The Most Important User Story in Your Backlog
By Drory Ben-Menachem, Creative Director
OK, show of hands…
How many of you have gotten this as a first-view, after installing an app on your favorite mobile device?
Now, I obviously cannot see your hands raised in frustrated empathy, but I imagine that the response to my question is effectively 100% “yes”.
A growing number of mobile apps (and digital experiences overall) are working on the presumption that it’s OK to force users to sign up for a service before allowing them to even see the experience. There are countless articles on the Web touting the “value” of starting your mobile app experience with a login/signup gateway, but this advice is invariably given through the lens of business goals and marketing KPIs. Even articles that correctly assess the challenge — “you have 30 seconds at most to impress on people why they should use your app” — still mostly talk about how to get users to sign up quickly and easily, not when or if you should.
Imagine you’re wandering through your local mall. Instead of being able to freely browse each store to see what you like, you’re presented with an endless series of locked doors – and windows covered with tiny pictures and brief descriptions of what might be inside. Then if you want to actually go into a store, you have to show your driver’s license to a scanner attached to the locked door. And if the store is really “savvy”, they’ll ask you to share your friends’ contact information so you can invite them to “this exclusive experience” — which you still haven’t experienced yourself and have no clue if it’s worth anything to you.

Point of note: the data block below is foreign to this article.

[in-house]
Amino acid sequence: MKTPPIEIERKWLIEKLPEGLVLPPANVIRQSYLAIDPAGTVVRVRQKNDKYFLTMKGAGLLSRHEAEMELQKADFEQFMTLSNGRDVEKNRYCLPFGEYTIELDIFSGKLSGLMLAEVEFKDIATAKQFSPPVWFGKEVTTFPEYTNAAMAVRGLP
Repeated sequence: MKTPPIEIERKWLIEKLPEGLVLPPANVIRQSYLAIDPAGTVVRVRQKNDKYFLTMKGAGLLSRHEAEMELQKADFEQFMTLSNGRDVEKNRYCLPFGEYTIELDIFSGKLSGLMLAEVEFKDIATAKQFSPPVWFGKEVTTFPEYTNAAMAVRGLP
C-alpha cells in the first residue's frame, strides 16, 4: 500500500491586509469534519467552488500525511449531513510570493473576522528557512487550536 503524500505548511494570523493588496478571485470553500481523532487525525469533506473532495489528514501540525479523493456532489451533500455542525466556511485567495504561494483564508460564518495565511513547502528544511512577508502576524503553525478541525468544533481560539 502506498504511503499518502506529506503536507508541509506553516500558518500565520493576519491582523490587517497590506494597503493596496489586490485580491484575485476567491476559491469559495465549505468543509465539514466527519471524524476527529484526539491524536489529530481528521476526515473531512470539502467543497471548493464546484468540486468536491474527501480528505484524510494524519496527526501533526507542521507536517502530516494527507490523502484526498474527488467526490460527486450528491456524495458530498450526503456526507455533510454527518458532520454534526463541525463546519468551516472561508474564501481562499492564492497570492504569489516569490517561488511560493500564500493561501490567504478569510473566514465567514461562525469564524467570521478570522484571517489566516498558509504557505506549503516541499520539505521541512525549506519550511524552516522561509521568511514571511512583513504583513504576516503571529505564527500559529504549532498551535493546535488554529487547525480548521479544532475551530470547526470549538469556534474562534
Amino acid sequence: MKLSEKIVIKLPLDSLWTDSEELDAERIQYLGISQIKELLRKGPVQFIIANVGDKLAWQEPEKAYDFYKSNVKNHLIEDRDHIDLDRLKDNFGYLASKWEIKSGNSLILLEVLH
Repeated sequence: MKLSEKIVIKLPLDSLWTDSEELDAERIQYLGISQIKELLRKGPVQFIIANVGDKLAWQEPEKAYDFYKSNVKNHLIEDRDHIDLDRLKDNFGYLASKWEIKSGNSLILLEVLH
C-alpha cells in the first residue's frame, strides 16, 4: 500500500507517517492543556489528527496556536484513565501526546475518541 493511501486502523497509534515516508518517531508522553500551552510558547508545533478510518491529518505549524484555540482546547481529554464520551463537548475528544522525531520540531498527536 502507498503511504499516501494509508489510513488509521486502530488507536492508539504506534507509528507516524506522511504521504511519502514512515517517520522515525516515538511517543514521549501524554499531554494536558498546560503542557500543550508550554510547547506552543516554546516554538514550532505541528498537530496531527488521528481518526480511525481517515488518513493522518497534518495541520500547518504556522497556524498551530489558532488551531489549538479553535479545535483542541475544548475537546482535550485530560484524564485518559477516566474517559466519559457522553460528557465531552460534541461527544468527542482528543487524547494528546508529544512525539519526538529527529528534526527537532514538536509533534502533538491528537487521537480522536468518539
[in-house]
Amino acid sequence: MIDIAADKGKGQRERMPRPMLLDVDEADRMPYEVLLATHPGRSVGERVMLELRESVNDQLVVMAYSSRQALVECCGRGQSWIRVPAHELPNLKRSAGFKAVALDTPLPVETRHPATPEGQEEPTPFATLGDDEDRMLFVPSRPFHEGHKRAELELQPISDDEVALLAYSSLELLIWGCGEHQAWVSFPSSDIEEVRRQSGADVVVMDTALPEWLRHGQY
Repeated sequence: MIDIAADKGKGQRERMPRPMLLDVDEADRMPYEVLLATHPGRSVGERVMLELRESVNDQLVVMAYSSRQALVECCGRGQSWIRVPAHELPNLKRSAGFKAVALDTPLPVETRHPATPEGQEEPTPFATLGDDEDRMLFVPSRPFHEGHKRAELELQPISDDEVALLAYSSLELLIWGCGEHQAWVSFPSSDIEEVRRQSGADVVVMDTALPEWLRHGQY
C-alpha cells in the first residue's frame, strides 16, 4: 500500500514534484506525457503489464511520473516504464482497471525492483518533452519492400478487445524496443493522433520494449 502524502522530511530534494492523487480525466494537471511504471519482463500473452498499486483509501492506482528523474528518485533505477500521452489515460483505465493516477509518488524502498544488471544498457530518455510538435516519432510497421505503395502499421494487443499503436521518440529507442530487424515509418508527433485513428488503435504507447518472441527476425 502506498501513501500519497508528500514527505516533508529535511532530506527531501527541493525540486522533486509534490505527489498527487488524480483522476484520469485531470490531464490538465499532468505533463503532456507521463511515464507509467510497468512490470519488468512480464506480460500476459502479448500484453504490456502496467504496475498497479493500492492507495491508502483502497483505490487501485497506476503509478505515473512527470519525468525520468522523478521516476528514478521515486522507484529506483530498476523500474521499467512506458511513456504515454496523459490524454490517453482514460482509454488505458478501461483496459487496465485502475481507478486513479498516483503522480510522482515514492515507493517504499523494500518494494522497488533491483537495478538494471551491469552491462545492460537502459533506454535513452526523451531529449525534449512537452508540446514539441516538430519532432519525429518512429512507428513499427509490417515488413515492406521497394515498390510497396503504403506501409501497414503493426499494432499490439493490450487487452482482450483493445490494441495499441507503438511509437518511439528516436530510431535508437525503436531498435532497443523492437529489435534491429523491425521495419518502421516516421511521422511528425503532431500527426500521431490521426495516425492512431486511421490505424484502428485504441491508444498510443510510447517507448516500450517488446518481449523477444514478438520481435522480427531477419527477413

NEWS-FLASH: customers don’t like sharing their information without a good reason.
Thus, I’m humbly recommending that everyone include this user-story in their project backlog:
As a (user-type), I want to freely explore your (site/app/service) so I can determine the benefit/value of signing up.
Or if you’re a job-story fan like me:
Don’t add. Just subtract.
Many have attempted to mitigate this barrier-to-entry by leading with the increasingly-popular “onboarding slideshow” — which in and of itself is nice, as it attempts to preview (and train the user on) the experience visually. It does not, however, replace the empowering feeling of being able to freely explore the experience before committing. In Luke Wroblewski’s book Web Form Design he refers to the concept of gradual engagement, which can be summed up thusly:
“Hey, here’s a product we made for you, feel free to take it for a spin on your own. If you like it, you should sign up so we can provide you with even more value.”
So instead of adding more things to make signing up at first-launch more appealing, get rid of the signup gateway altogether and focus on making the experience itself so appealing that customers will gladly signup when it’s truly important to do so.